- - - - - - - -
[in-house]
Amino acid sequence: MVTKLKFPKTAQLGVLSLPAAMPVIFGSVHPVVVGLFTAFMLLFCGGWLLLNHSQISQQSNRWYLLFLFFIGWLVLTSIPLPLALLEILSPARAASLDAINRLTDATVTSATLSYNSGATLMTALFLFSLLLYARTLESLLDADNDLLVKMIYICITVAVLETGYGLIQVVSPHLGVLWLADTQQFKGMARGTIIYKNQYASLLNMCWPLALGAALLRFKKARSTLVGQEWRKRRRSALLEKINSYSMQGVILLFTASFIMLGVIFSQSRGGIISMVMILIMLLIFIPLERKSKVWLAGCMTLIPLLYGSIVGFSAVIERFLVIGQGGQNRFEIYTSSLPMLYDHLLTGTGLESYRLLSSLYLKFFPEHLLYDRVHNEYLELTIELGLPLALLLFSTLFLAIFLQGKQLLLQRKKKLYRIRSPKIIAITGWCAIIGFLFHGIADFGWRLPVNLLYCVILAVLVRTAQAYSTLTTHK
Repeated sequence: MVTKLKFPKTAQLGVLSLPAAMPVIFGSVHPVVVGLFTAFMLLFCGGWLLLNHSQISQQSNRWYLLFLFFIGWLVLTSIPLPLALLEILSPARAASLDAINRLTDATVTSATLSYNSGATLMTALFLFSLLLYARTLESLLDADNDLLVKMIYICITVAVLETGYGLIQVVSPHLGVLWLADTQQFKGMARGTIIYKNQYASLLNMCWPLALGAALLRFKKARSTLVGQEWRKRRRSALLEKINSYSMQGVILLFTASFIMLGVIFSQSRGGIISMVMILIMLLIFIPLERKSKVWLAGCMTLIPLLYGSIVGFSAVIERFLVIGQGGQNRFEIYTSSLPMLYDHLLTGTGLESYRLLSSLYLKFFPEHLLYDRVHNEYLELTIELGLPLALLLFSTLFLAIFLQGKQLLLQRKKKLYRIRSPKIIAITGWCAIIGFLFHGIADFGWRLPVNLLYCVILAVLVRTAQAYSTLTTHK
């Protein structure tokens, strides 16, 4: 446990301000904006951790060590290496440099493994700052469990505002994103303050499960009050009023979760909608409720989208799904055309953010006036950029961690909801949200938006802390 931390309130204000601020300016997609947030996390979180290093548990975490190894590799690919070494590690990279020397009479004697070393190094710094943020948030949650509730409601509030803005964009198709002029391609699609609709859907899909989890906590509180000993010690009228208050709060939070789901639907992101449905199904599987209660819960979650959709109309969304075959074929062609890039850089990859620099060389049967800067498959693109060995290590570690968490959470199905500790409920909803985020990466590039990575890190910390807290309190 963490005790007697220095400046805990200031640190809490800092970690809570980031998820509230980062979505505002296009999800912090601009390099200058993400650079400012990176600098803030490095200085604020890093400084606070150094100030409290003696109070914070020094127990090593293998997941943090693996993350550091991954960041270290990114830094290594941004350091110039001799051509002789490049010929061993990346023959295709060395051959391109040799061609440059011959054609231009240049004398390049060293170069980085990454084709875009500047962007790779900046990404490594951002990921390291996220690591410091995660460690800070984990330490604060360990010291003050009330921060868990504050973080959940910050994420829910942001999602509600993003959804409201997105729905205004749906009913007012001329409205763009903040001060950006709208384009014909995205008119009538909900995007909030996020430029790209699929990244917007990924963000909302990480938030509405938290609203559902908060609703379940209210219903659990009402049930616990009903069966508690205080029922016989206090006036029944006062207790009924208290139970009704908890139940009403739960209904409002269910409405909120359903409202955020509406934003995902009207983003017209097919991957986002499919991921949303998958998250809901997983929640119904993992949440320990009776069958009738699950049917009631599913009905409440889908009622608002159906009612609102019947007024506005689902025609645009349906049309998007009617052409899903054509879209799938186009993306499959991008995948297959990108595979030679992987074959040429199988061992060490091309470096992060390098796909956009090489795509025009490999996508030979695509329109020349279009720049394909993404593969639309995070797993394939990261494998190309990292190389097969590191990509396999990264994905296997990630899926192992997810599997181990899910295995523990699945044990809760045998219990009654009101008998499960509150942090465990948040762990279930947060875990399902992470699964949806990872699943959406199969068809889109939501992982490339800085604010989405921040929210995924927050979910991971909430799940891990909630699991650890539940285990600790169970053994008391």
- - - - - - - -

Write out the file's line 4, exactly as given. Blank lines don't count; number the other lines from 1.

């Protein structure tokens, strides 16, 4: 446990301000904006951790060590290496440099493994700052469990505002994103303050499960009050009023979760909608409720989208799904055309953010006036950029961690909801949200938006802390 931390309130204000601020300016997609947030996390979180290093548990975490190894590799690919070494590690990279020397009479004697070393190094710094943020948030949650509730409601509030803005964009198709002029391609699609609709859907899909989890906590509180000993010690009228208050709060939070789901639907992101449905199904599987209660819960979650959709109309969304075959074929062609890039850089990859620099060389049967800067498959693109060995290590570690968490959470199905500790409920909803985020990466590039990575890190910390807290309190 963490005790007697220095400046805990200031640190809490800092970690809570980031998820509230980062979505505002296009999800912090601009390099200058993400650079400012990176600098803030490095200085604020890093400084606070150094100030409290003696109070914070020094127990090593293998997941943090693996993350550091991954960041270290990114830094290594941004350091110039001799051509002789490049010929061993990346023959295709060395051959391109040799061609440059011959054609231009240049004398390049060293170069980085990454084709875009500047962007790779900046990404490594951002990921390291996220690591410091995660460690800070984990330490604060360990010291003050009330921060868990504050973080959940910050994420829910942001999602509600993003959804409201997105729905205004749906009913007012001329409205763009903040001060950006709208384009014909995205008119009538909900995007909030996020430029790209699929990244917007990924963000909302990480938030509405938290609203559902908060609703379940209210219903659990009402049930616990009903069966508690205080029922016989206090006036029944006062207790009924208290139970009704908890139940009403739960209904409002269910409405909120359903409202955020509406934003995902009207983003017209097919991957986002499919991921949303998958998250809901997983929640119904993992949440320990009776069958009738699950049917009631599913009905409440889908009622608002159906009612609102019947007024506005689902025609645009349906049309998007009617052409899903054509879209799938186009993306499959991008995948297959990108595979030679992987074959040429199988061992060490091309470096992060390098796909956009090489795509025009490999996508030979695509329109020349279009720049394909993404593969639309995070797993394939990261494998190309990292190389097969590191990509396999990264994905296997990630899926192992997810599997181990899910295995523990699945044990809760045998219990009654009101008998499960509150942090465990948040762990279930947060875990399902992470699964949806990872699943959406199969068809889109939501992982490339800085604010989405921040929210995924927050979910991971909430799940891990909630699991650890539940285990600790169970053994008391």